Fourteen-thousand kilometers away from Teitiota’s fishing boat, on the other side of the world, London, Paris and Gdansk are located safely and securely above sea level. It is a completely different world. There is, in fact, only one thing connecting Europe’s coastal cities with the Pacific atoll of Kiritimati.

The sea.

There is only one of them. It is the same water in Miami, Shanghai or the North Sea island of Hallig Hooge. And the sea is rising. Nobody knows for sure how quickly or how high the ocean level might ultimately become. But rise it will.

On Monday, the United Nations Climate Change Conference began in the Polish city of Katowice, the focus of which is the implementation of the Paris Agreement — following a summer of possibly record-breaking droughts and extreme hurricanes.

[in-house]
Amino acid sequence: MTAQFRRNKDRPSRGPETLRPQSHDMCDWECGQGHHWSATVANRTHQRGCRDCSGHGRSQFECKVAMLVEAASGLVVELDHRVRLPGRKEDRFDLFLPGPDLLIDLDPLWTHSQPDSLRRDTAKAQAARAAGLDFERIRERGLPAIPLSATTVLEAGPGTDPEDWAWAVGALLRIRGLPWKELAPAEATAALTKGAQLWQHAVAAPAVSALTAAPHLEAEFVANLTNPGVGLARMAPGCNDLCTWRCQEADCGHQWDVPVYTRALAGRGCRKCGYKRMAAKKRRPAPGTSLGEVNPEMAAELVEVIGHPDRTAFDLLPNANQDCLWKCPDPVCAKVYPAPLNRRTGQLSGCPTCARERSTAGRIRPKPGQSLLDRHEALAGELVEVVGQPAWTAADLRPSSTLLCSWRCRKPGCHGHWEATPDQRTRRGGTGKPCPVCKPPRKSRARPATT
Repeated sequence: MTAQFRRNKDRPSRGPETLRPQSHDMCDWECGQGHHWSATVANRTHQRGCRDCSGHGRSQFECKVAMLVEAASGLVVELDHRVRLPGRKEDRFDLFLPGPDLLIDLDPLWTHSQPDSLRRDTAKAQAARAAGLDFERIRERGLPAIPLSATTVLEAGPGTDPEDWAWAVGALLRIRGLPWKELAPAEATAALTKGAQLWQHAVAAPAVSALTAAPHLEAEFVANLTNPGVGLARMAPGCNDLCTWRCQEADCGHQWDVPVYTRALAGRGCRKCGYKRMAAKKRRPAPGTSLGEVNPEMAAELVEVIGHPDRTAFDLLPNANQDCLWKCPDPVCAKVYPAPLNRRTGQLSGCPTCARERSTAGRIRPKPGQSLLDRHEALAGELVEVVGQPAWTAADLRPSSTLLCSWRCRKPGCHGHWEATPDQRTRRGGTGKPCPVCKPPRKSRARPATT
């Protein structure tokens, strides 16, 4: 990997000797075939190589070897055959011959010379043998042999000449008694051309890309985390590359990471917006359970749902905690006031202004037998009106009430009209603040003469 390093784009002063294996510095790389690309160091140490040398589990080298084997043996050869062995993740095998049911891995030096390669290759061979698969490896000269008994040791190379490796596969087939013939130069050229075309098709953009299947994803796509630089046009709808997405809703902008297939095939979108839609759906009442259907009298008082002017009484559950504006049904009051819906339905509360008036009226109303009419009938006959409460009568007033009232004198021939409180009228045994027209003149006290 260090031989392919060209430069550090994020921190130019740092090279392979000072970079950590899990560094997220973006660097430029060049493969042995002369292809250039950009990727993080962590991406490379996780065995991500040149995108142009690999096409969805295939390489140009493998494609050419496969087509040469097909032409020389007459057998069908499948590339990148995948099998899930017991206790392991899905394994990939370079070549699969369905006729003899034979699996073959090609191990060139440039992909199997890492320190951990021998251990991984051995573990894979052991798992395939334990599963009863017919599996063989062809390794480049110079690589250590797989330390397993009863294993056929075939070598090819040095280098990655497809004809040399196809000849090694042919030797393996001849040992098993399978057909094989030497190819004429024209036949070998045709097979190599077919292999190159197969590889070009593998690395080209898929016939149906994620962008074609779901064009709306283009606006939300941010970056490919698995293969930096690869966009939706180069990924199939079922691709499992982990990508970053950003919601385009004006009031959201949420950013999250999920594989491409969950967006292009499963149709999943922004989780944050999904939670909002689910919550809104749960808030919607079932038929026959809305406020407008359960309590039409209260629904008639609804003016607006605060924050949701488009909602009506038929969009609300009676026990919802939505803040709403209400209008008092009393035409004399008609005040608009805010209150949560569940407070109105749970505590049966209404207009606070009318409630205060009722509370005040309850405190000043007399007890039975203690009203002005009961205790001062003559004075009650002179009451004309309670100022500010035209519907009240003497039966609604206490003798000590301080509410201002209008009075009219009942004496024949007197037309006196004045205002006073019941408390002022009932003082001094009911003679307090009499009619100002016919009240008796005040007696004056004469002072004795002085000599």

Three years ago, the international community agreed in Paris to limit the average global temperature increase to significantly below 2 degrees Celsius relative to pre-industrial levels. But the deluge has already begun. And it won’t go away after 150 days like the one in the Bible. This one is here to stay.

It will take millennia for the polar ice caps to completely disappear, and perhaps they never will. But the fact that the sheet of ice covering Greenland is melting and the ice sheets of Antarctica are shifting, their edges breaking off more quickly: All of that can already be measured today.

There is a point of no return for the climate, and that point already lies behind us. The carbon dioxide is already in the atmosphere and it will remain there for longer than human civilization exists. And it will continue to warm the Earth’s climate.